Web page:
Terry Sawyer is on a mission to rescue oysters from newly hostile seas. Sawyer has been farming these briny bivalves for almost 30 years in Tomales Bay, north of San Francisco, at Hog Island Oyster Company. The business he co-owns sells $9 million worth of Sweetwaters, Kumamotos, and Atlantic oysters a year at the company's two local oyster bars, at nearby farmers markets, and direct from the farm to hungry consumers who can't seem to get enough of this sustainable shellfish. But Sawyer's seafood business is threatened by ocean acidification (aka climate change's evil twin) and he and other oyster growers are working overtime to find creative ways to save these sea creatures -- and their own livelihoods.
As the ocean absorbs carbon dioxide from the air like a sponge, it also grows increasingly acidic. As a result, baby bivalves, or “oyster seeds,” have a tougher time growing shells and maturing into those plump, juicy adults destined for dinner plates. (Acidification, which lowers the pH of salt water, has also recently been shown to make for a hostile environment for other marine life, such as sea snails.) This shift in the chemical makeup of seawater started wreaking havoc in Washington a few years ago, when Taylor Shellfish Farms and Whiskey Creek Shellfish Hatchery began losing large numbers of oyster larvae.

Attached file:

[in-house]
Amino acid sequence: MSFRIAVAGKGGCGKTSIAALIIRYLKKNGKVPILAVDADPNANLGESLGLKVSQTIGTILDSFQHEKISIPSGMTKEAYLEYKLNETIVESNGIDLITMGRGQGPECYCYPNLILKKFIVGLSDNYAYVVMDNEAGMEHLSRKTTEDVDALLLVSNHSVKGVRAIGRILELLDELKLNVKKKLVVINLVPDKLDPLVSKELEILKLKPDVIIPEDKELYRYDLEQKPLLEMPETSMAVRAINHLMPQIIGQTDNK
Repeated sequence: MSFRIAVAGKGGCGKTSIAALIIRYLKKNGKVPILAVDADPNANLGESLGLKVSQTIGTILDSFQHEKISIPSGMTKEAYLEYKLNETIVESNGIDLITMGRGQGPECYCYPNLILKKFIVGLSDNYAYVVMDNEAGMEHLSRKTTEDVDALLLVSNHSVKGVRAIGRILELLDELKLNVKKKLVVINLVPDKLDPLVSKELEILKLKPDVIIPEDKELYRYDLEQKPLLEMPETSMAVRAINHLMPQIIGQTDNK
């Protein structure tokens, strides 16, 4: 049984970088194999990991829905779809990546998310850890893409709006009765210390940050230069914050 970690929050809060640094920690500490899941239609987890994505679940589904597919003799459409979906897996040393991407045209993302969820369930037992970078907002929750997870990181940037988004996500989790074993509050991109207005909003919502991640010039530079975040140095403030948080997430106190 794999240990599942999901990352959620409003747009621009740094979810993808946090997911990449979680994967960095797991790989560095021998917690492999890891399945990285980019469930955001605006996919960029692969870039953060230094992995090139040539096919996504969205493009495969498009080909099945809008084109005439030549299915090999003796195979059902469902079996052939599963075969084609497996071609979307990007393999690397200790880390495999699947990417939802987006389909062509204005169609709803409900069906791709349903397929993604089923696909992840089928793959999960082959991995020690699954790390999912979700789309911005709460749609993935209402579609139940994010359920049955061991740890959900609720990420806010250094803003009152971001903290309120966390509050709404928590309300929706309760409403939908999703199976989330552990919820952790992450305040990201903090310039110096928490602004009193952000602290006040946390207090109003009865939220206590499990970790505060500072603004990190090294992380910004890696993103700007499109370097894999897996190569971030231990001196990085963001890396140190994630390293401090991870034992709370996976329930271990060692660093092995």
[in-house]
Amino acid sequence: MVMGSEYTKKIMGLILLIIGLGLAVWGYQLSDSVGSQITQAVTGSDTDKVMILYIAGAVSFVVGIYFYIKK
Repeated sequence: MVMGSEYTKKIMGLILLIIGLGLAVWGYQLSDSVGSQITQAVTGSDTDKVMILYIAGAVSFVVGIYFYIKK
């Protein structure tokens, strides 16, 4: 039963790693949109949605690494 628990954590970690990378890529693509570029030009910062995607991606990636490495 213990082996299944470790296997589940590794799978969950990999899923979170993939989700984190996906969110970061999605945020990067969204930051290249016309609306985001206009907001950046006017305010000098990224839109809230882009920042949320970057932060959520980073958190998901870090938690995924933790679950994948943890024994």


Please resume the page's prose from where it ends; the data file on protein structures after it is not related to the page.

But the Pacific Northwest wasn’t alone in this predicament: California’s oyster industry has long relied on hatcheries in Oregon and Washington for its oyster seeds. "We're getting squeezed," Sawyer told a group at a recent tour of his farm. "While demand is growing, seed sources are dying off. We're talking about a paradigm shift."
In previous years, Sawyer said he bought some 7 million oyster seeds from hatcheries. (There's a significant mortality rate from seed to market; on average only 50 percent survive in the 18 months to three years it takes for an oyster to mature.) This year, he could buy just 2.5 million seeds -- supplies are down as a result of this problem -- and they were much smaller than the typical six-millimeter size he used to purchase, which significantly lowers the oysters' chances of survival.
So, out of necessity, Sawyer finds himself in the oyster seed growing business. And he's solicited help to keep his baby bivalves alive. Hog Island has partnered with scientists at UC Davis's Bodega Marine Laboratory to keep close tabs on these vulnerable young oysters in the same waters where they used to thrive without much fuss. Such collaboration between scientists and shellfish industry innovators to study, and, ideally, minimize the damage caused by ocean acidification has already taken place at Whiskey Creek with scientists from Oregon State University and will likely be replicated all along the western coastline, said Tessa Hill, lead scientist on the Hog Island partnership.